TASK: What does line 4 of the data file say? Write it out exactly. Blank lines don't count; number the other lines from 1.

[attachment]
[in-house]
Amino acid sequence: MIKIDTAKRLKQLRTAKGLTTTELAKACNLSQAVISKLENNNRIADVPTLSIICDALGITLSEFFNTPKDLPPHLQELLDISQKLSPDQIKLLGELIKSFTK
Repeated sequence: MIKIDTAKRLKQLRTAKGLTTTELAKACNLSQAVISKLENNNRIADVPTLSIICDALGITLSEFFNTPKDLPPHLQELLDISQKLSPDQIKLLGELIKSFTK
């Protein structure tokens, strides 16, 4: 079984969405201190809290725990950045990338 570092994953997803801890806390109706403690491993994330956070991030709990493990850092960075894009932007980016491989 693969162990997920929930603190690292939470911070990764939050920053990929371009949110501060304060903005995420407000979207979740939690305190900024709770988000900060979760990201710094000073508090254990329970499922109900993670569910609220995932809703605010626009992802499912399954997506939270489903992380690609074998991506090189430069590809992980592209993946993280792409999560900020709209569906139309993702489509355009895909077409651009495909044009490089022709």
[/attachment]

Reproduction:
């Protein structure tokens, strides 16, 4: 079984969405201190809290725990950045990338 570092994953997803801890806390109706403690491993994330956070991030709990493990850092960075894009932007980016491989 693969162990997920929930603190690292939470911070990764939050920053990929371009949110501060304060903005995420407000979207979740939690305190900024709770988000900060979760990201710094000073508090254990329970499922109900993670569910609220995932809703605010626009992802499912399954997506939270489903992380690609074998991506090189430069590809992980592209993946993280792409999560900020709209569906139309993702489509355009895909077409651009495909044009490089022709």